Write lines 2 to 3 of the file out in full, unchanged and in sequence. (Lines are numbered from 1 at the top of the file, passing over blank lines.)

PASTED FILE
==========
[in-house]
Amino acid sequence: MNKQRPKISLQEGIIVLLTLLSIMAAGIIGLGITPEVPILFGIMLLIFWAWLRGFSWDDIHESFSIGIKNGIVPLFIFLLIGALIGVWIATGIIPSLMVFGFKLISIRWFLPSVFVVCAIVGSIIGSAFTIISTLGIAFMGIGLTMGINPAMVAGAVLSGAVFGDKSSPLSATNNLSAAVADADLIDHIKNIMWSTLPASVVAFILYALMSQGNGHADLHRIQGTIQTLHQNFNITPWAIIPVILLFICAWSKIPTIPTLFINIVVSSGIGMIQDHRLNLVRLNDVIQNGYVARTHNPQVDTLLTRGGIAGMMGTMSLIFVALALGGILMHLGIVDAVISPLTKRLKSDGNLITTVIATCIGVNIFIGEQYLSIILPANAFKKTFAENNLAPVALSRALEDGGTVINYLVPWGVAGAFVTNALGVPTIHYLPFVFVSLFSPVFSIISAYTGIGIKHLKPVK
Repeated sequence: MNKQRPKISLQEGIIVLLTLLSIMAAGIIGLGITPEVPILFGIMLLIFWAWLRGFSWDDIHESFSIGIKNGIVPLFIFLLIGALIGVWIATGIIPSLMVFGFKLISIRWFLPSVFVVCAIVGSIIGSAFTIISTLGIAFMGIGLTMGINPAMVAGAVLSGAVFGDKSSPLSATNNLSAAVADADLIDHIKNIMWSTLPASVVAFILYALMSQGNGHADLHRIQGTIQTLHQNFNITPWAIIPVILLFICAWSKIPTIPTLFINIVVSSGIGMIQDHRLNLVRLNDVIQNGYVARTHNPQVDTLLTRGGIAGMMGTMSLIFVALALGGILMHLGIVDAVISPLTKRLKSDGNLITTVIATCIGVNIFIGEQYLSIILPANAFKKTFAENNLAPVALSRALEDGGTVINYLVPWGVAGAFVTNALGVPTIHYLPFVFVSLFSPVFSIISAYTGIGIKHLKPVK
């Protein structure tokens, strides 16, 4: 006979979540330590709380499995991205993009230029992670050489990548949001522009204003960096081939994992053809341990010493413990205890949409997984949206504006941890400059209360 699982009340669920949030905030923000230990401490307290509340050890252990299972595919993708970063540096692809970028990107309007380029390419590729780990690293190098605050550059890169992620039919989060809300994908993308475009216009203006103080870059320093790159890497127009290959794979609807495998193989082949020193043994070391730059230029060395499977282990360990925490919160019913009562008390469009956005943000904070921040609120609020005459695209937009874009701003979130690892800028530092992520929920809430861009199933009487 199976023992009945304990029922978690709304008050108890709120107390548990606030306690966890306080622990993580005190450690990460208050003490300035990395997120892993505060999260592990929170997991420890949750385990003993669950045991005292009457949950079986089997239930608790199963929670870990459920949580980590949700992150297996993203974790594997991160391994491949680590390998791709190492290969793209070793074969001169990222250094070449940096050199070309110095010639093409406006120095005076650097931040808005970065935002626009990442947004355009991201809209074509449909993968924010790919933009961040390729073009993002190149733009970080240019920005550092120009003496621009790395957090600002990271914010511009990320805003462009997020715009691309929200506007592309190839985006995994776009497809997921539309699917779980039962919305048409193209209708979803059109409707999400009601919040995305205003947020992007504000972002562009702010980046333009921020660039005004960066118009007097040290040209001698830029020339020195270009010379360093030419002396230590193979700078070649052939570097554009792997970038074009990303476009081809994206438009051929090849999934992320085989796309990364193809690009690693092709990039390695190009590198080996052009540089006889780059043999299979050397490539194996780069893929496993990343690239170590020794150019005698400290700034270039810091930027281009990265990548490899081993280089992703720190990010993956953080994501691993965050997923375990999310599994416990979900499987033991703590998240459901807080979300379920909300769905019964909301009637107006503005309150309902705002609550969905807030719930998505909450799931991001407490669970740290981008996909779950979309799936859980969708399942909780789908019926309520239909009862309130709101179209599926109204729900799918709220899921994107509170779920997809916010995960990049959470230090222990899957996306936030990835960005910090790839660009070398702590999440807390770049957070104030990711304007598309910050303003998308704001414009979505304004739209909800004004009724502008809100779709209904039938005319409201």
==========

Amino acid sequence: MNKQRPKISLQEGIIVLLTLLSIMAAGIIGLGITPEVPILFGIMLLIFWAWLRGFSWDDIHESFSIGIKNGIVPLFIFLLIGALIGVWIATGIIPSLMVFGFKLISIRWFLPSVFVVCAIVGSIIGSAFTIISTLGIAFMGIGLTMGINPAMVAGAVLSGAVFGDKSSPLSATNNLSAAVADADLIDHIKNIMWSTLPASVVAFILYALMSQGNGHADLHRIQGTIQTLHQNFNITPWAIIPVILLFICAWSKIPTIPTLFINIVVSSGIGMIQDHRLNLVRLNDVIQNGYVARTHNPQVDTLLTRGGIAGMMGTMSLIFVALALGGILMHLGIVDAVISPLTKRLKSDGNLITTVIATCIGVNIFIGEQYLSIILPANAFKKTFAENNLAPVALSRALEDGGTVINYLVPWGVAGAFVTNALGVPTIHYLPFVFVSLFSPVFSIISAYTGIGIKHLKPVK
Repeated sequence: MNKQRPKISLQEGIIVLLTLLSIMAAGIIGLGITPEVPILFGIMLLIFWAWLRGFSWDDIHESFSIGIKNGIVPLFIFLLIGALIGVWIATGIIPSLMVFGFKLISIRWFLPSVFVVCAIVGSIIGSAFTIISTLGIAFMGIGLTMGINPAMVAGAVLSGAVFGDKSSPLSATNNLSAAVADADLIDHIKNIMWSTLPASVVAFILYALMSQGNGHADLHRIQGTIQTLHQNFNITPWAIIPVILLFICAWSKIPTIPTLFINIVVSSGIGMIQDHRLNLVRLNDVIQNGYVARTHNPQVDTLLTRGGIAGMMGTMSLIFVALALGGILMHLGIVDAVISPLTKRLKSDGNLITTVIATCIGVNIFIGEQYLSIILPANAFKKTFAENNLAPVALSRALEDGGTVINYLVPWGVAGAFVTNALGVPTIHYLPFVFVSLFSPVFSIISAYTGIGIKHLKPVK